you're reading...
American Heart Association, Diet, Fiber, Fruits, Heart Healthy, Saturated Fat, Teens, Trans Fat

Teens with High Fiber Diet Have Lower Risk of Heart Disease and Diabetes

Teens with High Fiber Diet Have Lower Risk of Heart Disease and Diabetes*

A high-fiber diet of vegetables, fruits and whole grains reduces the chances of teenagers developing heart diseases and diabetes later in life, according to a study done by Michigan State University in East Lansing.

Joe Carlson, leader of the research and head of the Division of Sports and Cardiovascular Nutrition at the university, said that even if teenagers have generally fast metabolism, it does not give any license for teens to eat fatty foods.

“It is a fact that if one consumes a lot of saturated fat or trans fat, it raises the total cholesterol level in the body, most especially bad cholesterol,” said Carlson.

Carlson recommends a high fiber diet for teenagers.

The study looked into the diets of 2,000 teenagers in the United States from 12 to 19 years old. The researchers examined the teenagers for the existence of metabolic syndrome by looking at indications of high blood pressure, increased sugar and fat levels in the blood, low levels of good cholesterol and a larger than normal waistline.

Metabolic syndrome is the term for the combination of factors that lead to having higher risk for cardiovascular diseases, diabetes, and other health problems.

“Metabolic syndrome has always been linked with exercise but not with nutrition. This is what we want to take a look at in this study,” said Carlson.

About 6 percent of the teenagers were diagnosed with metabolic syndrome. Nine percent of them who had high risk for heart disease and diabetes as they were tasked to eat less fiber in their diet. This is a remarkable comparison to only 3 percent of the participants who had risk for heart disease and diabetes when tasked to have a high fiber diet.

Carlson reiterated that while metabolic syndrome may not be a disease, it increases the risk for those who have been diagnosed with it.

The American Heart Association recommends 20 to 25 grams of fiber each day to have the most benefits from it including lower cholesterol levels and lower risk for cardiovascular diseases. High fiber diet includes grains such as whole wheat pasta, bran flakes, oatmeal, fruits and vegetables, legumes and nuts, such as lentils, black beans and lima beans.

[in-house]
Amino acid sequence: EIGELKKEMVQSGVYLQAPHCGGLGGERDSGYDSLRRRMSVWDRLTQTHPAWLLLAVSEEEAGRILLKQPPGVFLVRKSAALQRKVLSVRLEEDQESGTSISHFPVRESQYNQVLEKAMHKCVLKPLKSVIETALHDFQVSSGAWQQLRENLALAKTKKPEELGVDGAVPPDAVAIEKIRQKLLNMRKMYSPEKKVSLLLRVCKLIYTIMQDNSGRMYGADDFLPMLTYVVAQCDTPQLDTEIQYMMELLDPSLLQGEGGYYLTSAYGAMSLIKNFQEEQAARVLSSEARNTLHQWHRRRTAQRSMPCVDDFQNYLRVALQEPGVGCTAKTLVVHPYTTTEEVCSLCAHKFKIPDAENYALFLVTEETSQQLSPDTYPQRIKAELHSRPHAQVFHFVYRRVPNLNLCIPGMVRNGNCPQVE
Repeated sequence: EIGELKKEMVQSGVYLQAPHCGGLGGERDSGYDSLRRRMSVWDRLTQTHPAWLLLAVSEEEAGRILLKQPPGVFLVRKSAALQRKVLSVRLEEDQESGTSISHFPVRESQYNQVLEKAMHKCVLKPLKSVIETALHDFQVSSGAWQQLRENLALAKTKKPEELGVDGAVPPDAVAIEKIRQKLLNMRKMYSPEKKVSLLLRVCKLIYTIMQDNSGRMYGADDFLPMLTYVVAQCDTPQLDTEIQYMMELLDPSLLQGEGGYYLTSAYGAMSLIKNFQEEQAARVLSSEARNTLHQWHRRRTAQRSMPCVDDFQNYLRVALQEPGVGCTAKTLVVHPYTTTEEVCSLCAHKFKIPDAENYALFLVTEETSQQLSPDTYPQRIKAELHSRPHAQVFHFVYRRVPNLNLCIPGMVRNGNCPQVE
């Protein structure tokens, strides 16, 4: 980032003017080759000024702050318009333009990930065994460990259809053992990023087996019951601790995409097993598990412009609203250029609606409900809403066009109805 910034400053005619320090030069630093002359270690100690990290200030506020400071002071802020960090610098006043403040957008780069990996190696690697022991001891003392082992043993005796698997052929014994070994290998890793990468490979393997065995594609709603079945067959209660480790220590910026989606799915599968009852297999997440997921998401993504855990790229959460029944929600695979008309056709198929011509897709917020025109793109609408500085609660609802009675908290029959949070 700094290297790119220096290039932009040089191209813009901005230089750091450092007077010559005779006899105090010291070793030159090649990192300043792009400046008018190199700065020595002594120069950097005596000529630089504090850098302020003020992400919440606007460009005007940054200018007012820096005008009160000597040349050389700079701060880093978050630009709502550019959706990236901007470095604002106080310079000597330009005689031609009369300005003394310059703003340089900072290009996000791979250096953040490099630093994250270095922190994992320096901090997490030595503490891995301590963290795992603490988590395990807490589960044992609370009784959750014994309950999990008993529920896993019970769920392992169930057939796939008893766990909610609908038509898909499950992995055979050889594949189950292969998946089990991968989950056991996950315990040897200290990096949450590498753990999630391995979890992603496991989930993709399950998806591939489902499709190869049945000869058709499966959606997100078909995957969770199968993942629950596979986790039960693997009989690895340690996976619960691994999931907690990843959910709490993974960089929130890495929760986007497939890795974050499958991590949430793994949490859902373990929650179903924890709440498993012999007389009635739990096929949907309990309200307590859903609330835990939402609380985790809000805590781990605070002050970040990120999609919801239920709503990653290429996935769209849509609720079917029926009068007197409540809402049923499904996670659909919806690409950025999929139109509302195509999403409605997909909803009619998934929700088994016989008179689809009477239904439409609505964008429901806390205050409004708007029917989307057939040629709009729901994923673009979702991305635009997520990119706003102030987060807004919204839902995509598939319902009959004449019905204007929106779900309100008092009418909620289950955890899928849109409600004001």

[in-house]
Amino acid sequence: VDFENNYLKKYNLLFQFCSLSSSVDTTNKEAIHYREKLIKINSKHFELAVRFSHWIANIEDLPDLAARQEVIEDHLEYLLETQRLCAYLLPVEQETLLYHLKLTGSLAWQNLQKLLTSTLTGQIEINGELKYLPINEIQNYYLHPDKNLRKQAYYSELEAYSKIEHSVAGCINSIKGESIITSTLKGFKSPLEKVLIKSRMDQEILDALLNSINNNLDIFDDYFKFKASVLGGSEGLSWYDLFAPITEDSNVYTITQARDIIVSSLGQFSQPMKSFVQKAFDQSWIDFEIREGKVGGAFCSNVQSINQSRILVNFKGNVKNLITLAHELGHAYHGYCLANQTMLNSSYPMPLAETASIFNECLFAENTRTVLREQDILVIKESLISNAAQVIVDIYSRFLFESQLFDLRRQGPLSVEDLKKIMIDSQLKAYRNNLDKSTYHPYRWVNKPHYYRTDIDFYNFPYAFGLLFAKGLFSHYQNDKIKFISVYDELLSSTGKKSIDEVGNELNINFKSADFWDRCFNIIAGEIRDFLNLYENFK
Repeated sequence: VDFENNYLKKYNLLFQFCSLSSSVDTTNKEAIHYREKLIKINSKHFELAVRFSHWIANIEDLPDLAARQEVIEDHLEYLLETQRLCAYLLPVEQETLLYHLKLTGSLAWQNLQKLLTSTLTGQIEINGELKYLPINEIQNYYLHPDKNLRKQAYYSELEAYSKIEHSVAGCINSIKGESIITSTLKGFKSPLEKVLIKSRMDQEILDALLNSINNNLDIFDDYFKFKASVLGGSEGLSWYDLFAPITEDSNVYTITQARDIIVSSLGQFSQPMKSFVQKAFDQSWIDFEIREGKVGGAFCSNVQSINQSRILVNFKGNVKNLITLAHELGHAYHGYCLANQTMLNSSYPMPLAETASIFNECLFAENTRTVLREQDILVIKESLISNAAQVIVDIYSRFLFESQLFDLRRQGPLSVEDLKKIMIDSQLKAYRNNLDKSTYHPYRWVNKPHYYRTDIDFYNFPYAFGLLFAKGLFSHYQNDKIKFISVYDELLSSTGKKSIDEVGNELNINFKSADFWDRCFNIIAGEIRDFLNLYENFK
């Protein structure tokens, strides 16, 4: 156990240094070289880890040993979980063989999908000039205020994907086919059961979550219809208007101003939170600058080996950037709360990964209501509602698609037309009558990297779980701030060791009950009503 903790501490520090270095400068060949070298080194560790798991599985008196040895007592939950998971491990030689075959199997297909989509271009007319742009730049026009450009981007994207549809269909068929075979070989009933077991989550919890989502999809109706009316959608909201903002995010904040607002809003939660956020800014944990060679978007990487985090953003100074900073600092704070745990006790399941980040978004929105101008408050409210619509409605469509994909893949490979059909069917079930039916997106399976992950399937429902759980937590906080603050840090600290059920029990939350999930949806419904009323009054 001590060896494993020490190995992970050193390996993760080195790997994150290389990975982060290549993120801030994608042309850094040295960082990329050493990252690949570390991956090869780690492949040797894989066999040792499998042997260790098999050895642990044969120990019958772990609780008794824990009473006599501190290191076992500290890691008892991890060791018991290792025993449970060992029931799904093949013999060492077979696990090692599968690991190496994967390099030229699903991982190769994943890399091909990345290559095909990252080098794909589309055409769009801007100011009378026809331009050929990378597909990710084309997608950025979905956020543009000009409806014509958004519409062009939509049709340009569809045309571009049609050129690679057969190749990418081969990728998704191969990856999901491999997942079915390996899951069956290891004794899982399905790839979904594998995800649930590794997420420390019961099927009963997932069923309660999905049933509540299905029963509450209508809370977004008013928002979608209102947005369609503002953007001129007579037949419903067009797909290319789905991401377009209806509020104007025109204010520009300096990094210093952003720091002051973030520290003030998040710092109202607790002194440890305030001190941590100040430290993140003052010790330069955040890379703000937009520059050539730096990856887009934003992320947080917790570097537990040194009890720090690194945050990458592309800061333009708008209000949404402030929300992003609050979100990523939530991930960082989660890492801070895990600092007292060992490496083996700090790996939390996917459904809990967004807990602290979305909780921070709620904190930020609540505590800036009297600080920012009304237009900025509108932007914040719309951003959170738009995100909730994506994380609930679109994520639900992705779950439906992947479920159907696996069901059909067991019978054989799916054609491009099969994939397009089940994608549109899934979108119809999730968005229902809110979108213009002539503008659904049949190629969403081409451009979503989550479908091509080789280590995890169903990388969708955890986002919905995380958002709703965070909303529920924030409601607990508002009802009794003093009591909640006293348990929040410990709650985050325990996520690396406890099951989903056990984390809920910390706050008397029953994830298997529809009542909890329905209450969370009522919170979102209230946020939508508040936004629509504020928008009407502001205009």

* Dietary Fiber is one of the most vital elements in the body which regulates the proper growth of food. If you want body to perform in harmony all the elements in the body should perform properly.



About Elaine Sirt -Hastings, RD. National Nutrition, Energy & Human Performance Expert

Registered Dietitian and Nutritionist Elaine Sirt-Hastings, RD, LD/N, CSSD is the Founder of Associates in Nutrition and Sports Specialty and President of. Elaine Hastings and Associates, a National Expert in Nutrition, energy, supplements and human performance, a leader in the health, wellness, fitness and sports nutrition industries. Elaine is an engaging and informed Supplement, Performance and Energy Expert. Elaine is a go-to media source both nationally and internationally, with extensive knowledge in every aspect of nutrition. She has been a multimedia content contribute and media resource for some 20 years. Elaine specializes in human performance, wellness, energy, nutrition, fitness, eating disorders, sports and team nutrition. She is a highly sought after educator, author and spokesperson with excellent cross-cultural awareness. Being a former athlete and model Elaine knows how to help you Stay in Your Game! Stay in Your Game™ Eat and move for Top Performance in YOUR Life! …work. fitness. corporate. teams. athletes. kids.

Leave a Reply

Fill in your details below or click an icon to log in:

WordPress.com Logo

You are commenting using your WordPress.com account. Log Out / Change )

Twitter picture

You are commenting using your Twitter account. Log Out / Change )

Facebook photo

You are commenting using your Facebook account. Log Out / Change )

Google+ photo

You are commenting using your Google+ account. Log Out / Change )

Connecting to %s



May 2012
« Apr   Jun »
%d bloggers like this: